Hi, My Name is Tyler, and I Don’t Have the Internet



Hi, my name is Tyler, and I don’t have the Internet.

A strange notion, I know. This is my story.

First, full disclosure: I do have the Internet some. I work in our church’s communications department. I run our social media and blog. The Internet is the reason you’re reading these words now. However, I only have the Internet at work. At home I don’t have the Internet and I can’t get the Internet on my phone. My smart phone has been given a lobotomy.

Ok, so what was the reason for this dinosauric approach to life? Well, fuller disclosure: I’m a recovering porn addict. I have been a porn addict most of my life. I found a porn magazine someone had haphazardly discarded in the woods near my house when I was seven with my friend. It did something to my brain I still can’t fully explain and has had painful repercussions for almost 30 years. One person’s careless act one day many years ago cast a very long shadow over my life, and I’m still coming to terms with it.

Another reason is I’m married. I greatly value my wife and her feelings. In a moment of clarity while we were still dating I told my wife about my addiction so it wouldn’t be a crushing secret to her later. And, lo and behold, she didn’t reject me. My wife remains a quiet, yet profound, picture of Jesus to me in that way. But, as our marriage progressed, we both realized marriage wouldn’t magically heal my addiction – that’s not how porn addiction works. And, as you can imagine, it did a number on us. So, what could we do? I tried support groups (they help a ton of people, they just didn’t help me), I tried therapy (very helpful for me, but it’s not an instant cure – more of a long, slow walk through the abyss inside), but while I was slowly getting better, our marriage was suffering now. I felt very distant from my wife. I felt very distant from God. It was dark.

During this time, I had a talk with Marshall Brown I’ll never forget. Remember him? He was the salmon-colored-pants-wearing pastor who worked here about 5 years ago. He did our pre-marriage counseling and was my Covenant Eyes accountability partner (oh yeah, that didn’t help me either). Well, he kindly agreed to stay on and counsel me after my wife and I got married. One of the most profound things he told me during that time was a statement not his own. He reminded me that Jesus had said in the Sermon on the Mount that “If your right eye causes you to sin, pluck it out.” I had always taken this to mean that it’s not your eye that’s causing you to sin; it’s your heart. And, of course, you can’t pluck your heart out – literal or figurative. But, Marshall said he thought it referred to “plucking out” anything that was provoking you to sin, even if it meant having to pluck out your eye – literally. What?! I thought about bringing church discipline charges against him for heresy, but, in time, I realized he might be right. (I’m kidding about the church discipline thing, by the way, for those of you who were unsure. Please don’t bring charges against me.)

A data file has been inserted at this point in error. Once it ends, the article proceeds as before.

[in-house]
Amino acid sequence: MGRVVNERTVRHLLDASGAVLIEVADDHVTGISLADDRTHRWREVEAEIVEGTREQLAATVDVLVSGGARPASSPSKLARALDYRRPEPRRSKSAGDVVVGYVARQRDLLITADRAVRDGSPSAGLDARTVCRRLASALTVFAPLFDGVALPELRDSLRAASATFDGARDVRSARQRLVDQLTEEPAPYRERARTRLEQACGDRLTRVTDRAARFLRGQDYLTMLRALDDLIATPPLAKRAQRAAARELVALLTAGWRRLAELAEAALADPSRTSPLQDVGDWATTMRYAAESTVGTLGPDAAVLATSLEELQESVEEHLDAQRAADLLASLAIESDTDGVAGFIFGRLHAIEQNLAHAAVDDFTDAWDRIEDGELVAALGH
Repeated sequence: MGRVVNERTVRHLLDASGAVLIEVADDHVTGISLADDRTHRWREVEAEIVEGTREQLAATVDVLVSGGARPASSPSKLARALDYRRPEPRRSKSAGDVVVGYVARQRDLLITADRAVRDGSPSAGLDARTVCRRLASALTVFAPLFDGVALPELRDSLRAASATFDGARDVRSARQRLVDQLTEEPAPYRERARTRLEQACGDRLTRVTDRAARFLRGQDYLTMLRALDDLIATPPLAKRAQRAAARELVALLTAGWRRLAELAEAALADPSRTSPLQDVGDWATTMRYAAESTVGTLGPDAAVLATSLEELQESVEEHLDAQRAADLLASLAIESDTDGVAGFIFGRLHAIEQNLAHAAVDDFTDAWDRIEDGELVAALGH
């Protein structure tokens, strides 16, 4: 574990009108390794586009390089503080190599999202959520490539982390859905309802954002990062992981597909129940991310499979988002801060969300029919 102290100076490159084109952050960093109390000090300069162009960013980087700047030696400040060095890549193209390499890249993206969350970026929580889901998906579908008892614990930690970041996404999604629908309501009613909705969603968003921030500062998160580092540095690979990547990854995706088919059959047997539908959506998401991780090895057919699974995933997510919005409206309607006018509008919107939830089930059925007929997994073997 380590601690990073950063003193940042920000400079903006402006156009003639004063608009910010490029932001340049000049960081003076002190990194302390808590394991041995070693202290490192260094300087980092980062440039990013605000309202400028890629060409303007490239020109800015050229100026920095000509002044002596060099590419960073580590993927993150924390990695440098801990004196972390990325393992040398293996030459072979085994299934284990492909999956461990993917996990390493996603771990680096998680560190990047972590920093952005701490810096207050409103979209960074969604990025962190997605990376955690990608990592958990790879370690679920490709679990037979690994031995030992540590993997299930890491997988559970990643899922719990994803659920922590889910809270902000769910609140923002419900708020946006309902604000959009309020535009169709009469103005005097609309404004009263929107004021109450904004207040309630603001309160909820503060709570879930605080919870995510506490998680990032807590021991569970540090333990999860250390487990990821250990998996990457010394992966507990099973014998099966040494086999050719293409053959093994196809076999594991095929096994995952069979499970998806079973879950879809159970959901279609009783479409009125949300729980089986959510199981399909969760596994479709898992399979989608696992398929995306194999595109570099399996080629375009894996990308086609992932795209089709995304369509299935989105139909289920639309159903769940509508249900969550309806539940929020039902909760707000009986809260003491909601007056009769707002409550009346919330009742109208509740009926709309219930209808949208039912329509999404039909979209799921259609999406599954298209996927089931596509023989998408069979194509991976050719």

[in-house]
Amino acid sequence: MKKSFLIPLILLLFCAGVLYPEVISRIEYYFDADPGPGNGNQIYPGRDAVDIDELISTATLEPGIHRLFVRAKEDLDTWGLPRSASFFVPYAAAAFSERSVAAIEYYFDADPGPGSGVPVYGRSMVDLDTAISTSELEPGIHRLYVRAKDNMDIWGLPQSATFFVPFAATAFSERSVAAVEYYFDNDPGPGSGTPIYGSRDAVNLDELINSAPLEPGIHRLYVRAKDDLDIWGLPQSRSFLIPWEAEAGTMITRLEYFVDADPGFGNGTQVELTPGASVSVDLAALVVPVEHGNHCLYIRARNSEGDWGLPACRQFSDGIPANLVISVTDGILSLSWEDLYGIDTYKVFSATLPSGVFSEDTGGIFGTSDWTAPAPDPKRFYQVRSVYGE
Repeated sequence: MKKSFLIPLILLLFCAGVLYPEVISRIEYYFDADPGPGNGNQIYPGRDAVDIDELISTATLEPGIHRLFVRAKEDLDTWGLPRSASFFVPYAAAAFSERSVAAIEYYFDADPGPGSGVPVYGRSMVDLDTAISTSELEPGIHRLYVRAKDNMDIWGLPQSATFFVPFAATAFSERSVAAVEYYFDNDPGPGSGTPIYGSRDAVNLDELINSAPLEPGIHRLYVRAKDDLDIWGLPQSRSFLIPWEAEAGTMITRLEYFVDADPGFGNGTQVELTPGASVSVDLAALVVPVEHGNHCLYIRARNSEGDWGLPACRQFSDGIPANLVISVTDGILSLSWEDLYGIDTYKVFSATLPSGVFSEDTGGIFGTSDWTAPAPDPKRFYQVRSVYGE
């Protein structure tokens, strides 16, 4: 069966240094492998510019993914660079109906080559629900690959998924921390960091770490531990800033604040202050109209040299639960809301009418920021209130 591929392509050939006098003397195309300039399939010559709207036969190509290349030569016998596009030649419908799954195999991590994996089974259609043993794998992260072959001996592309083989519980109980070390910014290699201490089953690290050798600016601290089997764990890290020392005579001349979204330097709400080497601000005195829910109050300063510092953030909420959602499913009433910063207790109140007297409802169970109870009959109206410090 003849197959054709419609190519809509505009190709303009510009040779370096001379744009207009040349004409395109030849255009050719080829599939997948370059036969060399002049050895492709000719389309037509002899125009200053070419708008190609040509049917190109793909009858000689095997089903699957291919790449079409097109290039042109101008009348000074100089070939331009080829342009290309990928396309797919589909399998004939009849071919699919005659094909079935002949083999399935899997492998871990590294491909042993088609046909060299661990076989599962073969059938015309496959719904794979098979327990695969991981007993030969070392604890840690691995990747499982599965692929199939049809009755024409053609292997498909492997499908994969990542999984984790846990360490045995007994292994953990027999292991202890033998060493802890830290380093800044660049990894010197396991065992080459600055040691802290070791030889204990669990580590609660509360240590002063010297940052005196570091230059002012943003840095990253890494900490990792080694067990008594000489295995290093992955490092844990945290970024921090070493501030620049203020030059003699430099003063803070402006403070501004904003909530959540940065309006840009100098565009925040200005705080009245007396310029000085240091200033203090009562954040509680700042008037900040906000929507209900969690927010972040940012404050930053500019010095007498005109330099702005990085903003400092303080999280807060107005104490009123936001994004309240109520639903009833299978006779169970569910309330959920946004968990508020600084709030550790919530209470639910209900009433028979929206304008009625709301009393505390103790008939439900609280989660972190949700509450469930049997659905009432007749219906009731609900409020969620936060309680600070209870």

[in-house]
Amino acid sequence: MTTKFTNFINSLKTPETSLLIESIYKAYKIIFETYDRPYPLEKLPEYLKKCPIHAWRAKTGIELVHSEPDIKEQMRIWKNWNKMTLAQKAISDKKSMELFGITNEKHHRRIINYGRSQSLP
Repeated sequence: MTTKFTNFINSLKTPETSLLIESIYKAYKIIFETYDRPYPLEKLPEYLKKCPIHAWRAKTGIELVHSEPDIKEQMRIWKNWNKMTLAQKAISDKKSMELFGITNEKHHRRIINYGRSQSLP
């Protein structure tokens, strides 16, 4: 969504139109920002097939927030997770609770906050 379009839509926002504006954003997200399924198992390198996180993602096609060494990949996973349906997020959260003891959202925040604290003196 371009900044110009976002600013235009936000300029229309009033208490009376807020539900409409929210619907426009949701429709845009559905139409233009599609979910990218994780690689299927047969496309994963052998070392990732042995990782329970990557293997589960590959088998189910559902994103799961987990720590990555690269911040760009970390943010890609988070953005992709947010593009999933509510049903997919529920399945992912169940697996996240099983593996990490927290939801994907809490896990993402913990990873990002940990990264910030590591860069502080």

But, if he was right about what Jesus was saying, how did that apply to my current, bleak situation? What was causing me to sin? My heart – for sure. But, also my digital pusher – the Internet. I realized Jesus might actually want me to disconnect from the Internet. In all honesty, this was my wife’s idea first. When she brought it up, I told her it couldn’t be done and it was a fool’s errand to even try. After all, the Internet has its tentacles all over us. But really, the truth was I didn’t want to give up my idols. I love them a lot. I write them love notes. I bring them flowers. But, through the patient persistence of my loving wife and the grace of God pulverizing my heart, I finally agreed to at least give it a try.